Hi, thanks for the article. Very timely. There is a bug with it though. I went to the two reports you link to, the main one with 3 BRCA mutations and the other with 8 other mutations. Even though I logged into my 23andme account (and my name appeared on top instead of “sign in”), it only showed results for one of the Mendels (the sample reports in other words).

    If I go into my account and choose Health and Traits, I can then navigate to the BRCA report and see the results for me and the family members whose tests I administer. But I can’t find the other report. The one that is supposed to be here (this version only gives the Mendel report):
    https://www.23andme.com/health/Breast-Cancer/

    Thanks!

    • ScottH

      Cyndi,
      Thanks for the note. The links in the posts are links to the reports that are open to anyone whether you are a customer or not. For those who are signed into their account the report that looks at the mutations in BRCA1 and BRCA2 you go here. The report that looks at the eight other mutations in different genes or gene regions is here.

  • anastasia

    Sorry, I am probably the only one confused. when u say the test is not diagnostic, does it mean that there is another, more extensive genetic test? So, in other words the 23 and me can’t really tell if person has brca1 and brca2 mutations? Or, can it? In another article about AJ she mentions that tesing for these mutations cost about 3K, and I know that genetic sequencing is petty expensive, so just wanted to see what 23 and me does compared to thi type of genetic testing. Thank you!

    • ScottH

      Anastasia, Our test is not the same test she used. We do a risk calculation based on three mutations in those two genes, BRCA1 and BRCA2. There are literally hundreds of different mutations in those genes — and in other genes and gene regions — that may contribute to a person’s risk for getting breast cancer. While the three mutations that we test for are strongly associated with breast cancer risk, they are not the only mutations that contribute to a person’s risk for getting the disease. For more about our test and what we report on please go to 23andMe.com. Thanks.

  • KH

    Hello, now that the Supreme Court has decided that genes cannot be patented, will 23andMe begin testing any additional SNPs on the BRCA1 and BRCA2 genes that were previously unavailable because of the patents? If so, when could we expect analysis of these additional SNPs to be added? Thanks.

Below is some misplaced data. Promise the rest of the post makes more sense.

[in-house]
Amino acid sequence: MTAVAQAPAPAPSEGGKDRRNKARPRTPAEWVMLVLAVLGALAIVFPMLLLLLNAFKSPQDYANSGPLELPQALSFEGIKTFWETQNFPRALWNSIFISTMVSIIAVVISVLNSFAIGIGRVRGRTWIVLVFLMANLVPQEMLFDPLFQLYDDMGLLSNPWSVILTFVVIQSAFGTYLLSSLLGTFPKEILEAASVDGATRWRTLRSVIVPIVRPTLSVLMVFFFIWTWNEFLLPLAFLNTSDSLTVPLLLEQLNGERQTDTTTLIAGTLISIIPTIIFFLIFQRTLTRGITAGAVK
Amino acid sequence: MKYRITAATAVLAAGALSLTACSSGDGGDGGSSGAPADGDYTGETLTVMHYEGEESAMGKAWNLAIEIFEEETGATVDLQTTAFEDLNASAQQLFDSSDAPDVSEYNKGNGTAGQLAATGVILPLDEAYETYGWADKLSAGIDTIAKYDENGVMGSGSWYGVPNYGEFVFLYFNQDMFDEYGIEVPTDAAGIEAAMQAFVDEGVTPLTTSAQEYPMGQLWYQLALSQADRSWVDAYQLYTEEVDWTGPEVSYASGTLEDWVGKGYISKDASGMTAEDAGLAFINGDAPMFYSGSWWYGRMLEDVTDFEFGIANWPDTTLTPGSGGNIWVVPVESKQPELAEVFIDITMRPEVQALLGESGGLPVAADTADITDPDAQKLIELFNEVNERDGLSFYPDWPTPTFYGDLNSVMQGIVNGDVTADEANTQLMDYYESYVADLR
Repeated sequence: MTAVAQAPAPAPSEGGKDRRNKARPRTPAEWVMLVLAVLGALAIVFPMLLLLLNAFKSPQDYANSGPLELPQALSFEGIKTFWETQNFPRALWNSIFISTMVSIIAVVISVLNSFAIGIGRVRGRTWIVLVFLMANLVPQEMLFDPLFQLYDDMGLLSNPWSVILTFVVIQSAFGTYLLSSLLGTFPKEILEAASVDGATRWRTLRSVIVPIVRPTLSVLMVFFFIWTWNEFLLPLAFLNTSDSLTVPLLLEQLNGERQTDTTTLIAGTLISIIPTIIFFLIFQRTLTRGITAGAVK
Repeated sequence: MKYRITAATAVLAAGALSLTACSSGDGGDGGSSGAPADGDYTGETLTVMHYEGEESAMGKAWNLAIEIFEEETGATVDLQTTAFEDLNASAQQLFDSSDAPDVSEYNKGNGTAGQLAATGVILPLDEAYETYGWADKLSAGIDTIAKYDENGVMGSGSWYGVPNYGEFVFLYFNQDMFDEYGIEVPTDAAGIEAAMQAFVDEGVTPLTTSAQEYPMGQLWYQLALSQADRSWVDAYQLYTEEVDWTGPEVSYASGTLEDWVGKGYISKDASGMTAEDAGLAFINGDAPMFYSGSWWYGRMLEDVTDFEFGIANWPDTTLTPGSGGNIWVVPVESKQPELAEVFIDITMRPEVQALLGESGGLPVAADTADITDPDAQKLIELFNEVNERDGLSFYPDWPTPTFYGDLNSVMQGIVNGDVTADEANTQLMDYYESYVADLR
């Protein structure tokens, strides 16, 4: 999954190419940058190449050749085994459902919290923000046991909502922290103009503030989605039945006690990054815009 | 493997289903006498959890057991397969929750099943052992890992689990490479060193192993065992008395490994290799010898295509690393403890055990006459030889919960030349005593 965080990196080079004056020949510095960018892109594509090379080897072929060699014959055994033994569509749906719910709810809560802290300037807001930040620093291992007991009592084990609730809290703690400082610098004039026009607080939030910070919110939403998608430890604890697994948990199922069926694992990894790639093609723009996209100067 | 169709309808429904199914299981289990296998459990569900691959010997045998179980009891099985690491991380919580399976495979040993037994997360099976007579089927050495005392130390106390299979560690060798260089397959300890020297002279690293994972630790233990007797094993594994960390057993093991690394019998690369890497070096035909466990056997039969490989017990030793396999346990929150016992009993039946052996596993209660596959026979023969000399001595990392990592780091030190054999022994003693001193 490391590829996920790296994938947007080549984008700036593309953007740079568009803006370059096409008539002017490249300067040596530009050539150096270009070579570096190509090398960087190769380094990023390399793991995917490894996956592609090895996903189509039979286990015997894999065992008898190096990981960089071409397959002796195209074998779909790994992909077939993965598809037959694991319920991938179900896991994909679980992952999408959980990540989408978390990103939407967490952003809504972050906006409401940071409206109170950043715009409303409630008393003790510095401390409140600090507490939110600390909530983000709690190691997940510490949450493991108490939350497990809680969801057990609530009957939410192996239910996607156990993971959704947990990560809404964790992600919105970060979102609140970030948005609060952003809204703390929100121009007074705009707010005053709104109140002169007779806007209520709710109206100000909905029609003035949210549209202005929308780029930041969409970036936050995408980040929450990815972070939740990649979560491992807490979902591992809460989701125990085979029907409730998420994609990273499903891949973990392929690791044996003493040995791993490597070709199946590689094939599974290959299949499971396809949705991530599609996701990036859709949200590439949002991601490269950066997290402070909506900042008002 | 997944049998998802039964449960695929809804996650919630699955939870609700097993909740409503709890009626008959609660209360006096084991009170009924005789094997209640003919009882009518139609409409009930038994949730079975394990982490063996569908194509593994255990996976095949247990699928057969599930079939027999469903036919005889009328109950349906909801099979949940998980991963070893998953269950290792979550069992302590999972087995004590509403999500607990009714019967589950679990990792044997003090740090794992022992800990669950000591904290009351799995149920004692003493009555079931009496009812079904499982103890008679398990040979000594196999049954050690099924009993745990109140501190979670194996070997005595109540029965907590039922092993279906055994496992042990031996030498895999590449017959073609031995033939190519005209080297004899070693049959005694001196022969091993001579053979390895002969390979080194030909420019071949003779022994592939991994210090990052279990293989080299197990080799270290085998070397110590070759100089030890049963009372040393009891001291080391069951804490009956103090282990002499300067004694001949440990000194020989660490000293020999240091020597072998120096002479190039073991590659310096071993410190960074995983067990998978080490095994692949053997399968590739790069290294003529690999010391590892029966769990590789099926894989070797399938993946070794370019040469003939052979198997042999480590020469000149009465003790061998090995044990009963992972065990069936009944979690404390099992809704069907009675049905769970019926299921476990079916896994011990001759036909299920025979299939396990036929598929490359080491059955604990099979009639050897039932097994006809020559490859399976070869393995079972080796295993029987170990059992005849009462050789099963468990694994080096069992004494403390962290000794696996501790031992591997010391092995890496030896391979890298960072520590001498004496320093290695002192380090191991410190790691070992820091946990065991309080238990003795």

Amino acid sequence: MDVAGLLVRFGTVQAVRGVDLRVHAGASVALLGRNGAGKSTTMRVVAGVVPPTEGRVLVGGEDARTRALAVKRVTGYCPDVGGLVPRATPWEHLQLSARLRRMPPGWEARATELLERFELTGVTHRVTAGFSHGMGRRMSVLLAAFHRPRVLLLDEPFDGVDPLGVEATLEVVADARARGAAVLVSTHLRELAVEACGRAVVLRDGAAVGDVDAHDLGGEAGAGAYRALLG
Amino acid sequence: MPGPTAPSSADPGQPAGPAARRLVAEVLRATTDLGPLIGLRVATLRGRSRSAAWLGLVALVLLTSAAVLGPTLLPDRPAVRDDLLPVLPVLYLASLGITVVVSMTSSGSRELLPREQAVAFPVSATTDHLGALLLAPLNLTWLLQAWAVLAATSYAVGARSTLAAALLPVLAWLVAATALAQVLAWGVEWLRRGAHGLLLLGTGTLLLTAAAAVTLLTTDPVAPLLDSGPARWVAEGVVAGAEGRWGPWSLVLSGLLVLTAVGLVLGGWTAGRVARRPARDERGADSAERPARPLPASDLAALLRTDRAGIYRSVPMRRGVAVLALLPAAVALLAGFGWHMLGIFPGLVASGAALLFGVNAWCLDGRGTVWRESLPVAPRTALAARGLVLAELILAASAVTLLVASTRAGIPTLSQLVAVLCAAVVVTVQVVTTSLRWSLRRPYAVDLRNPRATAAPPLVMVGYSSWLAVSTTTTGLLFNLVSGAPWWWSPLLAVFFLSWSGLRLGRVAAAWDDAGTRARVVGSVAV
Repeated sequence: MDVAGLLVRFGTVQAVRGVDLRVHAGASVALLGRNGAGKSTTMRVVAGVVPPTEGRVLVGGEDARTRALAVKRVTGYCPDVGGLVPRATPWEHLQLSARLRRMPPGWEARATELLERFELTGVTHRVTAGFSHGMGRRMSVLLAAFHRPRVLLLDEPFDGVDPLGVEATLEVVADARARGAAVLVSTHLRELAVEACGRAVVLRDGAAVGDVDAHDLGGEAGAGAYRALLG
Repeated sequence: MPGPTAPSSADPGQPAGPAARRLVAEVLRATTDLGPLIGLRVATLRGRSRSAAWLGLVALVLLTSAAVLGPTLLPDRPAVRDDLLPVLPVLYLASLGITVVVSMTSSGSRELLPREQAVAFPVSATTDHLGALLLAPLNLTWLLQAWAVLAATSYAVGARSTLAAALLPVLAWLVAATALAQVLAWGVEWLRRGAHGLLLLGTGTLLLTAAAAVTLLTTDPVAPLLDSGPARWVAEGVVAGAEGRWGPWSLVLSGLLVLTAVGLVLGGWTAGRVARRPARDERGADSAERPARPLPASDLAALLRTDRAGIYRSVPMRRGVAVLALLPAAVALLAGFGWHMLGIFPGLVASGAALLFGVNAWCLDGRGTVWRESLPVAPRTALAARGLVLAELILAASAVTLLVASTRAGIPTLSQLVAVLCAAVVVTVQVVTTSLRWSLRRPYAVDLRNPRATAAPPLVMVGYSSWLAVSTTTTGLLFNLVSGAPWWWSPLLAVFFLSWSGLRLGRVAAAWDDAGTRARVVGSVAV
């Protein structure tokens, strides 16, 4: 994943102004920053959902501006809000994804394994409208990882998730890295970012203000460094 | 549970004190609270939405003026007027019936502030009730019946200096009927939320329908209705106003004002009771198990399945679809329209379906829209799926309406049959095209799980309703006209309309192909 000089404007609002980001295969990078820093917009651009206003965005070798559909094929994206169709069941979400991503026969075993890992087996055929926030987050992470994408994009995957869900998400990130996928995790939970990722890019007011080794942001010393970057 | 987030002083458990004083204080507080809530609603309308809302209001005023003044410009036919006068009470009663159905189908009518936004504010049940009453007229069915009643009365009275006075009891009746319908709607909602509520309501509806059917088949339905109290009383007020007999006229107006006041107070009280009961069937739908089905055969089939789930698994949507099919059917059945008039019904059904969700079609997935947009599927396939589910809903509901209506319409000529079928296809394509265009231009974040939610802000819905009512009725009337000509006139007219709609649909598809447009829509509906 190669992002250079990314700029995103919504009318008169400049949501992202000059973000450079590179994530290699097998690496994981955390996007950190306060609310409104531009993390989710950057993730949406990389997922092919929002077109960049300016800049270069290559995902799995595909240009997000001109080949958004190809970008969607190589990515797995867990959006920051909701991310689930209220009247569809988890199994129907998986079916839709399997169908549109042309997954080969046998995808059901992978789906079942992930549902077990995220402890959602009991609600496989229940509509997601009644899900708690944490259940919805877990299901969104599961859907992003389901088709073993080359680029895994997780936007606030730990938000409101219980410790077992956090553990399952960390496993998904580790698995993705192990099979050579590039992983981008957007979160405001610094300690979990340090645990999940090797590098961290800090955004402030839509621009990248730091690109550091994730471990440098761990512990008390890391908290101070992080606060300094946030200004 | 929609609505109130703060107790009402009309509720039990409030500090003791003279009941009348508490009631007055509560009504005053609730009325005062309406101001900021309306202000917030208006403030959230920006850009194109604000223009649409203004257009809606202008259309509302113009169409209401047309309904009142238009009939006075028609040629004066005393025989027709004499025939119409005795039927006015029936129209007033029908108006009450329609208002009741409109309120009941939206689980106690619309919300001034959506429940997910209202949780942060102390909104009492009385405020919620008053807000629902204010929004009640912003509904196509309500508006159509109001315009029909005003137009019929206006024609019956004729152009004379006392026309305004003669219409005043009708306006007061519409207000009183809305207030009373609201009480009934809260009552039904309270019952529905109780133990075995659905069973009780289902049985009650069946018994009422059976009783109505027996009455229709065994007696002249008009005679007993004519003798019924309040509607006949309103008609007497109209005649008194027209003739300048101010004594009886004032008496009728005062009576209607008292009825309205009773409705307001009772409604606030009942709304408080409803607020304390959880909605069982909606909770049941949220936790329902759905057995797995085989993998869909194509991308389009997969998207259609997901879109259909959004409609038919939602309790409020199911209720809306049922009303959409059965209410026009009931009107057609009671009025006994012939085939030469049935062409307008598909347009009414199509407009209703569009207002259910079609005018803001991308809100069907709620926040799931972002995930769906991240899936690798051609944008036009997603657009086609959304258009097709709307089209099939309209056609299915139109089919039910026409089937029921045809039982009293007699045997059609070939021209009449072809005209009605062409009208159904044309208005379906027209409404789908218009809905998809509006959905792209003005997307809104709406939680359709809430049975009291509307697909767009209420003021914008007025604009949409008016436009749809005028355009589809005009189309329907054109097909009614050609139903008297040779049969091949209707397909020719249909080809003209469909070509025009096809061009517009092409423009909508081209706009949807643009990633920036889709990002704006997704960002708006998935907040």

• ScottH

      We do plan on adding additional SNPs to our report, but this is not related to the Supreme Court decision.

      • SB

        ScottH, can you please explain a little why the Supreme Court decision isn’t affecting your plans with respect to BRCA1 and BRCA2? I’m sure I’m not the only one surprised to hear you say that.

        • ScottH

          That’s not what I said. I said we do plan on updating our BRCA1 and BRCA2 reports, but the updates are not related to the court decision.

  • Joseph Katzinger

    Hello,

    Hello ScottH,
    I recently received a response from 23andme about the 3 specific mutations covered in this test, which is as follows..”The 80-90% of the hereditary breast and ovarian cancers are due to the three mutations that we report on. It is also important to note that only five to 10 percent of breast cancers occur in women with a genetic predisposition for the disease”

    Thus it appears that nearly 90% of all breast cancer cases WITHIN the brca1 and brca2 genes (which are known) are due to the 3 mutations checked, i.e. only 10% of breast cancer caused by mutations WITHIN these 2 genes would not be assessed by the 23andme test. If correct, this seems like a fairly sensitive test.

    • ScottH

      It is correct that the three mutations 23andMe currently covers account for a large fraction of BRCA-positive hereditary breast and ovarian cancer cases. However, these mutations are most common in people with Ashkenazi Jewish ancestry. In people without Jewish ancestry with a family history of breast/ovarian cancer, other BRCA mutations are most often involved. Restricted to those without Ashkenazi Jewish ancestry, then, sensitivity would be considered much lower.

  • jude

    what I’m not seeing mentioned here is what is up w/all the mutations…shouldn’t that be a pertinent question? why do so many women have mutated genes in the first place?